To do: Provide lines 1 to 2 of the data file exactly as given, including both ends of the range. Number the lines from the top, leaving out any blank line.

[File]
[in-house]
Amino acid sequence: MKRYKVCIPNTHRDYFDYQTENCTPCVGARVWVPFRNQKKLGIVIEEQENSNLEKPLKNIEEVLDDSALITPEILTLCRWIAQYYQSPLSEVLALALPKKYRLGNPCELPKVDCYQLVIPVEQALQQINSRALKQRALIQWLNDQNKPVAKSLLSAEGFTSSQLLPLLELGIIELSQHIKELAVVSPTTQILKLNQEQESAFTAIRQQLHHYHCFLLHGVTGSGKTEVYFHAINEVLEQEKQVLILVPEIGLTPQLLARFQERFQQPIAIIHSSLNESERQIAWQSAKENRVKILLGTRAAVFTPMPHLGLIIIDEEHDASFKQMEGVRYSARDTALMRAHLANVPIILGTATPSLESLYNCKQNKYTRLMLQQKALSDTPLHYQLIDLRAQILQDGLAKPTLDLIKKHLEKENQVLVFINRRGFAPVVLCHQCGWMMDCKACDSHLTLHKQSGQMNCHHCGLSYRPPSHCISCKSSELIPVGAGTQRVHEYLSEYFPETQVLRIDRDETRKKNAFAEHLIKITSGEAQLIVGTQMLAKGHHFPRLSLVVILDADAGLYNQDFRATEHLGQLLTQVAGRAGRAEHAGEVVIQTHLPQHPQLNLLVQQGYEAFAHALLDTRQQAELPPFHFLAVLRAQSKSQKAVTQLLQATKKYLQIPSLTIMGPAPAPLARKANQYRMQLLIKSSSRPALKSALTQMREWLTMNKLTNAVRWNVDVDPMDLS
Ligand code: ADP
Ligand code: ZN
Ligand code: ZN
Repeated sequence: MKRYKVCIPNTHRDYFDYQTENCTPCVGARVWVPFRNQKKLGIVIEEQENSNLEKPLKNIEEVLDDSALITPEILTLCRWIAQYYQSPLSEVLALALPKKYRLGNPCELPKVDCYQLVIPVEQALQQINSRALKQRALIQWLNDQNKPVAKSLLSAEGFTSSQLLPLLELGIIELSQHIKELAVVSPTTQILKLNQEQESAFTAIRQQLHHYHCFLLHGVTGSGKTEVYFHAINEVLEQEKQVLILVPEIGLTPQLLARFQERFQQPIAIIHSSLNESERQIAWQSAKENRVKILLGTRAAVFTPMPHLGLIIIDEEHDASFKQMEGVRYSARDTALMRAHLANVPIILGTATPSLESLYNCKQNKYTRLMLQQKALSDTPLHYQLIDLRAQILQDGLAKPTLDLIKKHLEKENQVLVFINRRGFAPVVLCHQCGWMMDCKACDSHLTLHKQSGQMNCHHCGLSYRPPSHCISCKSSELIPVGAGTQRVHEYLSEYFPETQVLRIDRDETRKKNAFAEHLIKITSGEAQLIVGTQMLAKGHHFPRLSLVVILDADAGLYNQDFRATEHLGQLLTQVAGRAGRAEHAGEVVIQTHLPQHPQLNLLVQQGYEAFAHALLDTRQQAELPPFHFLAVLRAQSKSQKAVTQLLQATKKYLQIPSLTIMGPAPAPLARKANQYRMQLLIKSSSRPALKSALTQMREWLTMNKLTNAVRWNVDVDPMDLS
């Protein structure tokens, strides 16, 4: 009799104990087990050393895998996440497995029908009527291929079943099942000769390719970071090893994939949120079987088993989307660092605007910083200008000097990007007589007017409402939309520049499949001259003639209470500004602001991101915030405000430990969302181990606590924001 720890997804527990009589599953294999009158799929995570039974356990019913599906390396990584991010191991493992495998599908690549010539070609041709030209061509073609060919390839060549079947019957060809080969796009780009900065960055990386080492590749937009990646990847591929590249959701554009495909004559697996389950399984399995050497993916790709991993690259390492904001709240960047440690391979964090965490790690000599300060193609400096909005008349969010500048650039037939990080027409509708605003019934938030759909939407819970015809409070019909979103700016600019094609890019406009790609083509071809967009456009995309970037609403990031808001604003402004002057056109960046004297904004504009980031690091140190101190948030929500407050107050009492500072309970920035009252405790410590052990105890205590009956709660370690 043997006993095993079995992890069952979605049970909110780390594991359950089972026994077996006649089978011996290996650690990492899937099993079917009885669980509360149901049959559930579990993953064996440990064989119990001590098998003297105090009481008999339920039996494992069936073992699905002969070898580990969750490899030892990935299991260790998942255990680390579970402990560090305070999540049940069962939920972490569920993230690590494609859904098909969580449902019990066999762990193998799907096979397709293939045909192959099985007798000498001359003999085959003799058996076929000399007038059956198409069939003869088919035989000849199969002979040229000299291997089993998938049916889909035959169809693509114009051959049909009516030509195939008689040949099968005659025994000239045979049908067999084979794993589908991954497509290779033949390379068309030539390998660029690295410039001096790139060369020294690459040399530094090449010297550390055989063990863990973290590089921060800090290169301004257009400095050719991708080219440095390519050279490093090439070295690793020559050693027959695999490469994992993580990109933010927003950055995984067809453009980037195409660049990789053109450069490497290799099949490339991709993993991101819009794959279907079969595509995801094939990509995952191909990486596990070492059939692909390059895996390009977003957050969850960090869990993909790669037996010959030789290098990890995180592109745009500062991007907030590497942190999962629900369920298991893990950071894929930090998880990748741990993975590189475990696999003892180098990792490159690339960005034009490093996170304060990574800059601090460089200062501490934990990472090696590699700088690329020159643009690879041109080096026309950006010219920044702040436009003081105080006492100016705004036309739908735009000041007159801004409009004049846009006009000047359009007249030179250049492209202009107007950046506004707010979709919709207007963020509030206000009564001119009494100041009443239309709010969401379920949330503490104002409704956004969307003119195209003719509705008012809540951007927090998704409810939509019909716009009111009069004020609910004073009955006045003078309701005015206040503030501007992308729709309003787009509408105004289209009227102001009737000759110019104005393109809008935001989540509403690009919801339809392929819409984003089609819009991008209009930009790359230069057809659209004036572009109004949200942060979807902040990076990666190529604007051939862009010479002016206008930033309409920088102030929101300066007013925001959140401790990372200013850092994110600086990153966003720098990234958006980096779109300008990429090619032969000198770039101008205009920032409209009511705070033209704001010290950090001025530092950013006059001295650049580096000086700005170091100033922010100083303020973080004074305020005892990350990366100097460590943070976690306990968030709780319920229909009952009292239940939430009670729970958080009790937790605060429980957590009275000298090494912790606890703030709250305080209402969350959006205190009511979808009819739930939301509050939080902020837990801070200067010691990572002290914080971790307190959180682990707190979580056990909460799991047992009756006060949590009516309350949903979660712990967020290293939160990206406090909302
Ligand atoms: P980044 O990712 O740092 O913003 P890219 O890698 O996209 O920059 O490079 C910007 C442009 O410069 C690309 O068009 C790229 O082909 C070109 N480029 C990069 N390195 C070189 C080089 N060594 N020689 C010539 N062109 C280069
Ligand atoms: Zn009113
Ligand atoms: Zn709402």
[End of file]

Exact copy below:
[in-house]
Amino acid sequence: MKRYKVCIPNTHRDYFDYQTENCTPCVGARVWVPFRNQKKLGIVIEEQENSNLEKPLKNIEEVLDDSALITPEILTLCRWIAQYYQSPLSEVLALALPKKYRLGNPCELPKVDCYQLVIPVEQALQQINSRALKQRALIQWLNDQNKPVAKSLLSAEGFTSSQLLPLLELGIIELSQHIKELAVVSPTTQILKLNQEQESAFTAIRQQLHHYHCFLLHGVTGSGKTEVYFHAINEVLEQEKQVLILVPEIGLTPQLLARFQERFQQPIAIIHSSLNESERQIAWQSAKENRVKILLGTRAAVFTPMPHLGLIIIDEEHDASFKQMEGVRYSARDTALMRAHLANVPIILGTATPSLESLYNCKQNKYTRLMLQQKALSDTPLHYQLIDLRAQILQDGLAKPTLDLIKKHLEKENQVLVFINRRGFAPVVLCHQCGWMMDCKACDSHLTLHKQSGQMNCHHCGLSYRPPSHCISCKSSELIPVGAGTQRVHEYLSEYFPETQVLRIDRDETRKKNAFAEHLIKITSGEAQLIVGTQMLAKGHHFPRLSLVVILDADAGLYNQDFRATEHLGQLLTQVAGRAGRAEHAGEVVIQTHLPQHPQLNLLVQQGYEAFAHALLDTRQQAELPPFHFLAVLRAQSKSQKAVTQLLQATKKYLQIPSLTIMGPAPAPLARKANQYRMQLLIKSSSRPALKSALTQMREWLTMNKLTNAVRWNVDVDPMDLS